Sometimes, the feeling of joy is not an option because severe depression has beaten our minds to a pulp.
Often we simply resign ourselves to letting depression take its course, i.e. believing the enemy’s lies about ourselves (“you’re worthless”), choosing to live unwisely and making foolish choices in life (reaping behaviors and feelings sown by negative thoughts). In these cases, we forfeit joy.
How To Tap Into The Source Of Joy
It can be impossible to choose the feeling of joy in severe depression, but that’s when we need to focus less on the feeling aspect of joy, and focus on the source aspect of joy.
Philippians 4:4-7 ESV, tells us to “Rejoice in the Lord always; again I will say, rejoice. Let your reasonableness be known to everyone. The Lord is at hand; do not be anxious about anything, but in everything by prayer and supplication with thanksgiving let your requests be made known to God. And the peace of God, which surpasses all understanding, will guard your hearts and your minds in Christ Jesus.”
How Paul continues this passage hints at how to rejoice, and find that peace:
“Finally, brothers, whatever is true, whatever is honorable, whatever is just, whatever is pure, whatever is lovely, whatever is commendable, if there is any excellence, if there is anything worthy of praise, think about these things.” (Philippians 4:8, ESV)
The key to rejoicing is to think on those virtues.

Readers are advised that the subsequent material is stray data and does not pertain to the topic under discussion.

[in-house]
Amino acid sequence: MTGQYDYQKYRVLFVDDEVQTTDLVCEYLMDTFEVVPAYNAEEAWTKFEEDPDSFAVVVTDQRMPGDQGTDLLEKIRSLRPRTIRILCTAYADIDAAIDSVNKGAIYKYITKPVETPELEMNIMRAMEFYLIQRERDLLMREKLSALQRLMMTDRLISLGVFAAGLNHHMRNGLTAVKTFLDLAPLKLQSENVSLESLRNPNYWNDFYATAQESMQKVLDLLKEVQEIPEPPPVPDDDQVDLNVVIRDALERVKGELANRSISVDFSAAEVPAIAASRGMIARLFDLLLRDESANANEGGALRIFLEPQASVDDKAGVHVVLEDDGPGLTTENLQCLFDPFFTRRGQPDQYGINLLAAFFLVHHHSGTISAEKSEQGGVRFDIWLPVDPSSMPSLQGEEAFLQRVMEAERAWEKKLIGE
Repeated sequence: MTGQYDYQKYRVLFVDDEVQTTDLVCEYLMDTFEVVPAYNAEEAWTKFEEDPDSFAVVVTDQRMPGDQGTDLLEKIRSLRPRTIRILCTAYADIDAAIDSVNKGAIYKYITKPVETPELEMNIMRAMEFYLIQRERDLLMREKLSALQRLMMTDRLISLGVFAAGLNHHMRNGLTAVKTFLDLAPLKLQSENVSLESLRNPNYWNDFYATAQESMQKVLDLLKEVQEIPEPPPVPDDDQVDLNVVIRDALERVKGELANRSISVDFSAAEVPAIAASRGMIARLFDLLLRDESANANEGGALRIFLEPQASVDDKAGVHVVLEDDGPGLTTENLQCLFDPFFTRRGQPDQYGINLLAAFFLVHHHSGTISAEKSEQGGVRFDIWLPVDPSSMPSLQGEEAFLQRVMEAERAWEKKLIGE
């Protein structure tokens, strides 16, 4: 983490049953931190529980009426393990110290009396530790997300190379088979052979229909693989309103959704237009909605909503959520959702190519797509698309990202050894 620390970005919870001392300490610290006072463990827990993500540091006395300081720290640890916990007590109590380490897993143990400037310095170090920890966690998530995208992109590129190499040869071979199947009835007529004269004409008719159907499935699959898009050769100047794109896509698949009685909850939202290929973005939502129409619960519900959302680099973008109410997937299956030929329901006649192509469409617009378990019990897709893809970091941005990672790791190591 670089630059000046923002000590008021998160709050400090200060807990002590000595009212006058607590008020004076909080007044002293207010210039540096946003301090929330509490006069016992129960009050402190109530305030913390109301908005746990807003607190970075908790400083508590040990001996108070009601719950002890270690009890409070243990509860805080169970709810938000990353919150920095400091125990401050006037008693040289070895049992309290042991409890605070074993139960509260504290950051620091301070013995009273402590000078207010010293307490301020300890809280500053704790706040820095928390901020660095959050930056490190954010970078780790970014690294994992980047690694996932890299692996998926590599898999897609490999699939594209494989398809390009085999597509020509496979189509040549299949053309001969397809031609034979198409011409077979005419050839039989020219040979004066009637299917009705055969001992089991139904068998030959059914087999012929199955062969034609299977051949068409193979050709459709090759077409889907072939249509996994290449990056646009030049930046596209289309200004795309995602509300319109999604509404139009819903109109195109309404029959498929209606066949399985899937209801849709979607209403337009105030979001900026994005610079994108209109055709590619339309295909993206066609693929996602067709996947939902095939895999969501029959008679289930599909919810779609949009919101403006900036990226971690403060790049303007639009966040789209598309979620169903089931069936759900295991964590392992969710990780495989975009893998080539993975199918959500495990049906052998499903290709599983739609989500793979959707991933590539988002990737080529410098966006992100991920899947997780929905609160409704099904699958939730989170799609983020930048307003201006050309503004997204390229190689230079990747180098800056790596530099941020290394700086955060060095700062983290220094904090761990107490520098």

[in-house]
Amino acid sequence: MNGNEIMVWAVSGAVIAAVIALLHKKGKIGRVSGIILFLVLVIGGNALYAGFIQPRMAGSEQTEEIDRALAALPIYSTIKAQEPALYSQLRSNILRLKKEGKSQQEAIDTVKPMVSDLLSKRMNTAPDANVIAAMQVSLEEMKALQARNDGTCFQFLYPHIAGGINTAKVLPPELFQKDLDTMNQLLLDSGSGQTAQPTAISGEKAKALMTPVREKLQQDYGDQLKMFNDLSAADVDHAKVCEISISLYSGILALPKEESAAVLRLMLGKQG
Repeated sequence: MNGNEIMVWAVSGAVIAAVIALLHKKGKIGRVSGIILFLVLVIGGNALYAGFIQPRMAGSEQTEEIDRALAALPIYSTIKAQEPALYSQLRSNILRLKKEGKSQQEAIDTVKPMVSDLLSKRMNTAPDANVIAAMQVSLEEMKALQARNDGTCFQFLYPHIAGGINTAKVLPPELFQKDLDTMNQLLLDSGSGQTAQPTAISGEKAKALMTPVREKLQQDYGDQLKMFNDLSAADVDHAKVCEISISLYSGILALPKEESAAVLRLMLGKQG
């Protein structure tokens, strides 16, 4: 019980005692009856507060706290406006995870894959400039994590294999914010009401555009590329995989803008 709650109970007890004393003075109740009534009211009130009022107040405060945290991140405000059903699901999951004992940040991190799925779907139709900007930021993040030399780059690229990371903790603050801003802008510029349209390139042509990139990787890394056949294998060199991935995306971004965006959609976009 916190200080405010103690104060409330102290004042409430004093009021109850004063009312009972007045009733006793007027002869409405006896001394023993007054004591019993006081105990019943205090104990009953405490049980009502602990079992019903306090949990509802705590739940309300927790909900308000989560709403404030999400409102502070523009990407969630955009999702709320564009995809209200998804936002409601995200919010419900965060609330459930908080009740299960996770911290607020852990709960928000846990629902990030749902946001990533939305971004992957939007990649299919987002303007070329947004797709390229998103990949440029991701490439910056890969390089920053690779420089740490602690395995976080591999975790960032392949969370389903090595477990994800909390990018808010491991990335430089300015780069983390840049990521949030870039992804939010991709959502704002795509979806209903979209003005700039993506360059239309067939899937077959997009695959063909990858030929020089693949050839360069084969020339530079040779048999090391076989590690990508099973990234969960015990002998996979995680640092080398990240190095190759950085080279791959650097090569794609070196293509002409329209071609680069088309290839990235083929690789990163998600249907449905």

Notice how in John 16:24 (ESV), Jesus said, “Until now you have asked nothing in my name. Ask, and you will receive, that your joy may be full.” Again, God is encouraging an inquiring, a petitioning stance from His children.
A Process, Not A Light Switch
In the darkest times we need to focus not on feeling joy, but on the Lord. Through focusing on the promises of God, the blessings of God, the victory of God, that peace and joy will be sown back into your heart. But it will still be striving, as the verses above say, “by prayer and petition, with thanksgiving” and “ask”…it’s not a light switch, it’s a process in the hard times, but the Lord promises He’ll bring you through it and restore your joy.
So instead of telling yourself or others to “choose joy,” consider the implications of this message, and reconsider. As with any feelings of happiness or contentment, these don’t originate from the pursuit of them in and of themselves. Rather, feelings of joy and happiness follow a thought life that dwells on the richness of the goodness of God. Feelings follow thoughts, so redirect “choose joy” to, may I suggest, “think Jesus.” May that be your path to finding joy. That’s certainly our choice to make: we do or don’t dwell on Jesus.
O soul, are you weary and troubled?
No light in the darkness you see?
There’s light for a look at the Savior,
And life more abundant and free.
Turn your eyes upon Jesus,
Look full in His wonderful face,
And the things of earth will grow strangely dim,
In the light of His glory and grace.
-Helen Howarth Lemmel